Athletics: Proper focused on long jump glory as heptathlon talk quashed
Published 29/01/2010 | 05:00
Kelly Proper's new Irish long jump record of 6.62m in Vienna last weekend has clinched her place in next month's World Indoors and, she says, underlines why she's not tempted to switch to the heptathlon.
Irish fans will see the talented Waterford star in action at the Woodies National Indoors in Belfast in a week's time and in the coming month, she's also hoping to compete in the Birmingham GP on February 20.
Getting into the Birmingham long jump would likely pit her against Britain's world-class heptathletes, reigning world champion Jessica Ennis and 2007 bronze medallist Kelly Sotherton.
And many feel that Proper, currently the Irish long jump and 200m champion, who also took 100m silver at the Nationals last summer, could take a similar path as she has serious potential as an international multi-eventer.
However, the Ferrybank field star says she has no notion of switching disciplines.
Having gone full-time this season, she is concentrating solely on the long jump right now, especially as she's already qualified for this summer's European Championships, a competition where 6.62m took fourth place back in 2006.
"I used to do multi-events when I was 16-17 and I was good at the throws, but the 800m nearly killed me," Proper quips.
"I think a lot of people switch to heptathlon when they're not doing well in their individual event, but I am very happy with it," she said.
"Plus, I am already training so hard for the long jump and my coaches -- Brid and Alan Golden -- have three small kids and certainly wouldn't have time to be training me for other events."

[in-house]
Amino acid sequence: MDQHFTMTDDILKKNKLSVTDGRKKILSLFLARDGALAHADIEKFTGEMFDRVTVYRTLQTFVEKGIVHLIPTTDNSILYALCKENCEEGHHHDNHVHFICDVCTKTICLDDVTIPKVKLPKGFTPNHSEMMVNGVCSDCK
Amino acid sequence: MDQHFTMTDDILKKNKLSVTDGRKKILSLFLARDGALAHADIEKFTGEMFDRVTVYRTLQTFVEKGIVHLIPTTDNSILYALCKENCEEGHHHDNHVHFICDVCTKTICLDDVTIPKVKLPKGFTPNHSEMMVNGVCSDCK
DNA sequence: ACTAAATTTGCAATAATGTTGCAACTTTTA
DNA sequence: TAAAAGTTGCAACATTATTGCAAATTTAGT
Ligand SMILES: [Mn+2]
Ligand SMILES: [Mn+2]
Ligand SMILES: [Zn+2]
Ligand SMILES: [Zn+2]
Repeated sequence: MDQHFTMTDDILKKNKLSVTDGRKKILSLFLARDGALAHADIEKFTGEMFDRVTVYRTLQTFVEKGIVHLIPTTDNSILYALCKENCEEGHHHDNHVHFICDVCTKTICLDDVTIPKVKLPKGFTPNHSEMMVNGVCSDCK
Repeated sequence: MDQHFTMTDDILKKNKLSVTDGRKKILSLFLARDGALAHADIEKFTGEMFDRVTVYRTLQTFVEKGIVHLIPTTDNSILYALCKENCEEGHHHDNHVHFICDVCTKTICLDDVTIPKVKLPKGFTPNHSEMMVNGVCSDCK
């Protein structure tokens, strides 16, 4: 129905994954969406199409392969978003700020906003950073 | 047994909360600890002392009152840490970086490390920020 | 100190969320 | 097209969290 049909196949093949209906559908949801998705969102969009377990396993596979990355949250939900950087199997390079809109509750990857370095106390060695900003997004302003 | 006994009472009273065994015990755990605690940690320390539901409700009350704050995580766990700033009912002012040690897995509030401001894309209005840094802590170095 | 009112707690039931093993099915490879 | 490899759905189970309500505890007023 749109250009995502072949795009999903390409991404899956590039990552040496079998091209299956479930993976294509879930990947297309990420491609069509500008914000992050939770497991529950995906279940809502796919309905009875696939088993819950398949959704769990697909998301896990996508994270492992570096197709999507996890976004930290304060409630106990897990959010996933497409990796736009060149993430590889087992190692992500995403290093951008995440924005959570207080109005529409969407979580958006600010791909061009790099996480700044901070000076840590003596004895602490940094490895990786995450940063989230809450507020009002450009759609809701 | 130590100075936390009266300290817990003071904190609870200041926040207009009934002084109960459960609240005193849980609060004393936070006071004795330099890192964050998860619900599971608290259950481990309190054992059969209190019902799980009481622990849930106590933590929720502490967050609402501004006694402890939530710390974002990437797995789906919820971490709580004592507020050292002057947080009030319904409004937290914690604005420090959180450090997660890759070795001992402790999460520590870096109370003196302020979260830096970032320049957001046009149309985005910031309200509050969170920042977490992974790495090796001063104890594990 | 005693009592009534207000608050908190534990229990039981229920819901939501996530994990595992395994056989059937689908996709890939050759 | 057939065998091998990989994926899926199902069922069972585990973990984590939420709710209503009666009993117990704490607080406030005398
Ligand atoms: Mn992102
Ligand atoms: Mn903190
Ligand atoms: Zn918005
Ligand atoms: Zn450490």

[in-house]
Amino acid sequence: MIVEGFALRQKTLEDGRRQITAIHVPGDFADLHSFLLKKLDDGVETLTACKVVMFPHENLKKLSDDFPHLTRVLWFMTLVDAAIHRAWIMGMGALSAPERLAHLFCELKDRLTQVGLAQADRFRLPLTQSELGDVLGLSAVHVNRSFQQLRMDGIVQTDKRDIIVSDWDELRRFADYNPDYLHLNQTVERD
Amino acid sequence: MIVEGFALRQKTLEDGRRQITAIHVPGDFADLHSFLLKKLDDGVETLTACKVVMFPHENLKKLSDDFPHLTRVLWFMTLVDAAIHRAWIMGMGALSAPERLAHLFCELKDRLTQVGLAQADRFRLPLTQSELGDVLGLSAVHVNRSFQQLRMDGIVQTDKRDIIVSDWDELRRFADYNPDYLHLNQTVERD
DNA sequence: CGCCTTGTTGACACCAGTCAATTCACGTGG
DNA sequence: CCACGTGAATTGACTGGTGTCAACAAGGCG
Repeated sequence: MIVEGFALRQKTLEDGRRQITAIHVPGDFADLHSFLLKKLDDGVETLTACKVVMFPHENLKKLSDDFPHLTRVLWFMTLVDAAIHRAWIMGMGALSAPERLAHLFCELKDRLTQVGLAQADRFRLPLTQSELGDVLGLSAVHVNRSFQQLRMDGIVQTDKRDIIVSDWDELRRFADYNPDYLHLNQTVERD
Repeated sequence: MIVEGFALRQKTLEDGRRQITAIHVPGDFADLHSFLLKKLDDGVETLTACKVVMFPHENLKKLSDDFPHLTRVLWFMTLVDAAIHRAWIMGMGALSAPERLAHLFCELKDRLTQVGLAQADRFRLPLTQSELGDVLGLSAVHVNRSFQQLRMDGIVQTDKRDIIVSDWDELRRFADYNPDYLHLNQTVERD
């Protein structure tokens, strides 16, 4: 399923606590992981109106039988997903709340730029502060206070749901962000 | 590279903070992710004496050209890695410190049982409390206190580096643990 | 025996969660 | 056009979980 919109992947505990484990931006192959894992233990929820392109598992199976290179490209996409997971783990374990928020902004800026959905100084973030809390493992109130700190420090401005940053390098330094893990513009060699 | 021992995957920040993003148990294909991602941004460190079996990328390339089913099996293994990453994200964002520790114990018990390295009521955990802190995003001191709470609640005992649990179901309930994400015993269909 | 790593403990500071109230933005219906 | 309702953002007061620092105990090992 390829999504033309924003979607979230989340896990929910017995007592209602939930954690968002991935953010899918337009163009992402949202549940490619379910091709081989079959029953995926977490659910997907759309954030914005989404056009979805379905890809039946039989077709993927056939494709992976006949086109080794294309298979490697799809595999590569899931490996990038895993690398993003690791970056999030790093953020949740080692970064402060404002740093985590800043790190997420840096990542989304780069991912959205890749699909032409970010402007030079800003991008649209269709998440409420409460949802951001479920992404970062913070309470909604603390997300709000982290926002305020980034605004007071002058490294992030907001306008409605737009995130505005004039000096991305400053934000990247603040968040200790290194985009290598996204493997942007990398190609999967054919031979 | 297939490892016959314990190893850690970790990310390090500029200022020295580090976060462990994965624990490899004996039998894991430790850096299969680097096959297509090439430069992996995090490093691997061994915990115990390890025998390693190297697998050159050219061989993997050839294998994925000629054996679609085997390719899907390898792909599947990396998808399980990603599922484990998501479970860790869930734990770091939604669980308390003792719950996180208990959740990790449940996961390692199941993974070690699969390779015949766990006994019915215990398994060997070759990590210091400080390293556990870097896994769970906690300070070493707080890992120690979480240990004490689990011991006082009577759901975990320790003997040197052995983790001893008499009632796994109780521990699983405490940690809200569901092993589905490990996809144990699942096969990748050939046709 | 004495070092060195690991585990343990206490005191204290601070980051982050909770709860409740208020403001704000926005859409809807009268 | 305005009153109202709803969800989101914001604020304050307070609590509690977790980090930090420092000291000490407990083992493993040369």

Having added 30cm to her personal best in the past year, Proper is clearly still developing.
She jumped a 6.59 best to reach the European Indoor final last March. The only blip in 2009 was when her big leap of 6.68m at the Nationals was wind-assisted, which meant she didn't qualify for the World Championships in Berlin.
"I really felt in great shape that day and felt that I would have jumped a PB without the wind," Proper says, admitting that indoor jumping is her preference.
"Having a wind behind you is much more disruptive because you're having to change your mark and run-up and can foul more often," she explains. Yet she still has no complaints about having to train outdoors all year round, even during the recent arctic conditions, because of Ireland's lack of indoor facilities.
"There's nothing you can do about it, so you just get on with it," Proper says stoically.
Elsewhere the 26th AXA Raheny Five Mile race takes place on Sunday at 3.0, with juvenile races (€5) from 2.15.
And for those who prefer their running wet and wild, there's a new 5km 'Mud Run', in aid of MS Ireland, taking place on the off-road track in Mondello Park on February 27.